Speeches

17. 11. 2015 23:20

Prime Minister Bohuslav Sobotka’s address commemorating 17 November

Premiér Bohuslav Sobotka si připomněl odkaz 17. listopadu a uctil Den boje za svobodu a demokracii v rámci pietního aktu u Hlávkovy koleje.
Prime Minister Bohuslav Sobotka’s address commemorating 17 November.
Prime Minister Bohuslav Sobotka has today remembered the legacy of 17 November and paid tribute to Struggle for Freedom and Democracy Day in a ceremony at Hlávka Hall of Residence, where he delivered a speech to mark this significant day:

Ladies and Gentlemen,   

17 November is a day that has dramatically etched itself into our country’s history on two occasions. In 1939, the Nazi occupiers murdered the student Jan Opletal and workman Václav Sedláček. The subsequent demonstrations lead to the closure of Czech universities and many student leaders were executed or hauled off to concentration camps. Fifty years later, during the 1989 Velvet Revolution, we harnessed this unwavering will of the people to fight against totalitarianism, the courage of students to defend freedom and human and civil rights.

17 November is a day which underscores the power of such a mindset. It serves as a confirmation that freedom, the rule of law, as well as humanity, reverence and respect for others’ opinions are the cornerstones of our republic. Our society has proved to be able to protect this legacy of Masaryk’s Czechoslovakia against the destructive forces of two totalitarian regimes. Neither the extermination by the Nazis nor decades of Communist despotism were able to efface our belief in a society of equality, solidarity and liberty. We have always managed to stand up and give voice to these values again.

We do so once more today on this day of remembrance. As an unprecedented wave of migration sweeps into Europe, it brings along the shadow of war, known to the vast majority of our society only from what we have been told. Once again, we are hearing the stories of those who have lost their homes, the hope for a dignified life in their native country, their relatives and most of their property. We need to respond with compassion, solidarity, and also – if only out of respect for our own history – with rationality.

Yet this wave of migration also engenders fear among some of our people, which is exploited by populists and all those whose politics are inhabited by the preaching of intolerance and hatred. As champions of democracy we must not dismiss these everyday concerns of the people out of hand. We must take note of them and respond to them with a realistic and pragmatic solution to the current crisis. With a joint solution, because no European country is able to cope with it on its own.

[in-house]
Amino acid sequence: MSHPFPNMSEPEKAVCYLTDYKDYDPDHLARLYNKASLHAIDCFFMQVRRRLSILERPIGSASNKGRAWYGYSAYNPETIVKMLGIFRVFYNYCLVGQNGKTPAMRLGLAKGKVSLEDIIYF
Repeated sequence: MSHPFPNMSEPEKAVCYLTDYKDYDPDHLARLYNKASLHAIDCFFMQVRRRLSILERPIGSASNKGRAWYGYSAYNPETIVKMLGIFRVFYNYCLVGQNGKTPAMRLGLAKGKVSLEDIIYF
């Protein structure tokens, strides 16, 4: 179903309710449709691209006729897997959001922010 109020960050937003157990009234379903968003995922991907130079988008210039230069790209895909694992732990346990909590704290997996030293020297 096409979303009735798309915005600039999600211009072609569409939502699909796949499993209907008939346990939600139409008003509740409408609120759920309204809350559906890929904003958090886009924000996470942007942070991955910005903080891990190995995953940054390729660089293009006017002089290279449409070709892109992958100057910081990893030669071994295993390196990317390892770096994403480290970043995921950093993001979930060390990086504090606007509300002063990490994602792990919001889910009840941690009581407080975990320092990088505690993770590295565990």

The answer is to end migrant chaos, restore the European Union’s functioning external borders and peacefully stabilise the regions in the EU’s immediate vicinity. In this respect, Europe needs to be much more decisive. And frank when it comes to naming the problems that have often been sparked by failed integration when past waves of immigrants with a Muslim background have rolled into mainstream European society.  

Today’s migration crisis is primarily rooted in states that have been destabilised and rent asunder by war, where citizens have lost any prospects in life. If we are to come to grips with this crisis, our primary task is to bring peace to countries such as Syria, Libya and Iraq, and to regenerate them economically and socially.

This year’s two brutal attacks by religious fanatics in Paris are another reminder of how dangerous phenomenon of the 21st century terrorism is. Democracy - confronted with ruthless violence - must show its power, and united Europe is duty-bound to guarantee its citizens peace and safety. We must not allow ourselves to be intimidated, and we must stick to our democratic and liberal values, including equality and tolerance. Defeating Islamic State terrorists must be a priority for the whole international community.

At the same time, we must not let ourselves be manipulated. While the recent terrorist attacks in Paris have been carried out at a time of migration crisis, we must not lose sight of the fact that the killing is the work of well-organised Islamist militants. Our anger, then, should be directed against those radicals, and not against refugees who have often been driven out of their homes by religious or ethnic violence spread by exactly the same murderous fanatics.   

I am convinced that we must protect and defend democracy and the rule of law constantly and courageously. Just as our forebears did in November 1939. Just as we must defend the distinct value of our membership in the European Union where we were able to return thanks to November 1989. Any authoritarian regime, any isolation of our country outside the EU would work against the intrinsic interests of our nation. It would result in an economic and social decline and, beyond all doubt, the dismantling of today’s freedom and civil rights. 

I refuse to let us give up the courage to be democrats 26 years after the Velvet Revolution. Fear and panic must not be allowed to seize our minds and hearts.

I thank all of you who have found the time to commemorate 17 November today. I am confident that, like me, you are proud of its legacy and the values it symbolises.

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